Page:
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Public Information Comes at a Price in Arlington

Billing system includes $30 charge for six-line summary of secret investigation.

Unlike other police agencies in Northern Virginia, the Arlington County Police Department has a practice of charging for staff time associated with providing public information in cases large and small. On the left is a cost estimate of $31.16 for a six-line summary of a report police officials refuse to release. On the right is a cost estimate of $573.25 for all the Freedom of Information Act requests the police department received in a year.

Unlike other police agencies in Northern Virginia, the Arlington County Police Department has a practice of charging for staff time associated with providing public information in cases large and small. On the left is a cost estimate of $31.16 for a six-line summary of a report police officials refuse to release. On the right is a cost estimate of $573.25 for all the Freedom of Information Act requests the police department received in a year. Photo by Michael Lee Pope.

Audio clip

Dave Dailey Explains Fees

Want a booking photo in a high profile case? Prepare to pay $24. Want to see a copy of a report clearing officers who killed an unarmed teenager? Arlington County Police officials won’t release the document, and they’ll send an invoice for $31.16 to cover the half an hour of staff time to summarize the secret report. How about copies of all the Freedom of Information Act requests from a given year? Prepare to pay $573.25.

“I’ve done some that are $5.40,” said Dave Dailey, commander of Internal Affairs at the Arlington County Police Department. “Every criminal incident summary is different because it depends on how in-depth the case is.”

Unlike other police agencies in Northern Virginia, the Arlington County Police Department charges for staff time to access to pubic information, large and small. Alexandria officials hand over boxes of documents at no charge. And although Fairfax County is often reluctant to share public information, officials there have never charged for staff time for a six-line summary of a document they have decided to shield from the public view.

Arlington County has moved in a different direction.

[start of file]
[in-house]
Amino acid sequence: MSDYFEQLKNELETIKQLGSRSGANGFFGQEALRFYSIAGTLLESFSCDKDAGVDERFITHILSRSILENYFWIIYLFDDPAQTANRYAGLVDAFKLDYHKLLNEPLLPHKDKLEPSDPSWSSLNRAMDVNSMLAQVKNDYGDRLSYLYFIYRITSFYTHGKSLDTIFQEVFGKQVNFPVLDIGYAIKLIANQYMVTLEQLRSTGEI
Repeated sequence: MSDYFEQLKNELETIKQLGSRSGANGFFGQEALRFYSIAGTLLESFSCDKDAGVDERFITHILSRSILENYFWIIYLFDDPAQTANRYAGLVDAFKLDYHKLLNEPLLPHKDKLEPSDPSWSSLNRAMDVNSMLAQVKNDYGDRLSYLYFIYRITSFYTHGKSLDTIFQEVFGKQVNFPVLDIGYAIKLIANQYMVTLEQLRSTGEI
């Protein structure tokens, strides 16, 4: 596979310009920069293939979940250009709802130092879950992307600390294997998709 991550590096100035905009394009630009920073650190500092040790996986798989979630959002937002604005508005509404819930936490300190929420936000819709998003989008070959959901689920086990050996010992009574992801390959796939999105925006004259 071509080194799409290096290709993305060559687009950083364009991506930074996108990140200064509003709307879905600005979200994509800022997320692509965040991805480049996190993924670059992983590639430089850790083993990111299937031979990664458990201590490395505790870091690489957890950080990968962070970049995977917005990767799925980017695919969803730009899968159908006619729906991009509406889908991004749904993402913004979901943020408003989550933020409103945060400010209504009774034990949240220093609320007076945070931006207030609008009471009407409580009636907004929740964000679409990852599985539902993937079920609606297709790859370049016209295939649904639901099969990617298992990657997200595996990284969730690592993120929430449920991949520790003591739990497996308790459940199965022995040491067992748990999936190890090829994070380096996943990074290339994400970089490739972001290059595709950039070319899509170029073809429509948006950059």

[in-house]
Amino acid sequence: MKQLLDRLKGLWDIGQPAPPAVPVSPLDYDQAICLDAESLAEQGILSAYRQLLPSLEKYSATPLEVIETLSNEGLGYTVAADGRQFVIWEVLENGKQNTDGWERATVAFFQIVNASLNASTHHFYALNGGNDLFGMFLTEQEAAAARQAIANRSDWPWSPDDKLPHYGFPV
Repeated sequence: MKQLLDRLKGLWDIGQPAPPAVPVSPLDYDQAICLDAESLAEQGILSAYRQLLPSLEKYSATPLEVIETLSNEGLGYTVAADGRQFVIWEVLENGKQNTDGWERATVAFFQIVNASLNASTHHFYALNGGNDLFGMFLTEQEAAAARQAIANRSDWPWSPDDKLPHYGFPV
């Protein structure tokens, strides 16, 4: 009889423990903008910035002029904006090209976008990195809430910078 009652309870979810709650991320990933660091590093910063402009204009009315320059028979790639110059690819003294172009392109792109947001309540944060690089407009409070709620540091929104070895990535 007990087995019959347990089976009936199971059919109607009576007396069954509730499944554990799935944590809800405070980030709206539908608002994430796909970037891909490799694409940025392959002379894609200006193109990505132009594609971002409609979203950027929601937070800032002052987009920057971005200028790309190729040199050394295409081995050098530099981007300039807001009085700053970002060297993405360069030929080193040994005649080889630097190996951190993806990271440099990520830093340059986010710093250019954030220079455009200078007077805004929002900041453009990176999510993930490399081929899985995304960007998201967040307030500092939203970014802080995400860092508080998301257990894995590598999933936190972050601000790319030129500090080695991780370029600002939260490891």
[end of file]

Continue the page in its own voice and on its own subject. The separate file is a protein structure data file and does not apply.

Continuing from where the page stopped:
Consider the case of 19-year-old Hailu Brook. Fairfax County police officers chased him into Arlington County. According to the autopsy, three Fairfax officers fired 20 to 25 rounds into the unarmed teenager. Arlington Police officials conducted an investigation, which they could release to the public and the slain teenager’s father. But they have decided to use their authority under the Virginia Freedom of Information Act to withhold the document from public scrutiny. They’ve also decided to use their discretion to issue an invoice to cover 30 minutes of staff time for the manpower required to summarize the secret document.

“As you can imagine, that’s not a one-line police report,” said Dailey. “It’s not the amount of time to write, you have to research it, and you have to find the case folder, and you have to go through it, and you have to summarize it.”

ACROSS VIRGINIA, very few details are available to the public about crime that happens every day. From petty larceny to murder, Virginia police officials routinely deny access to basic documents such as incident reports. In the case of Hailu Brook, his father Brook Beshah can't even get a copy of the investigation conducted by Arlington County officials detailing how Fairfax County police officers shot and killed his son — even though the case is closed.

“The refusal to provide access to closed investigative files in these kinds of circumstances creates a lack of trust in the department,” said Claire Guthrie Gastañaga, executive director of the American Civil Liberties Union of Virginia. “And I think police agencies ought to be concerned about that.”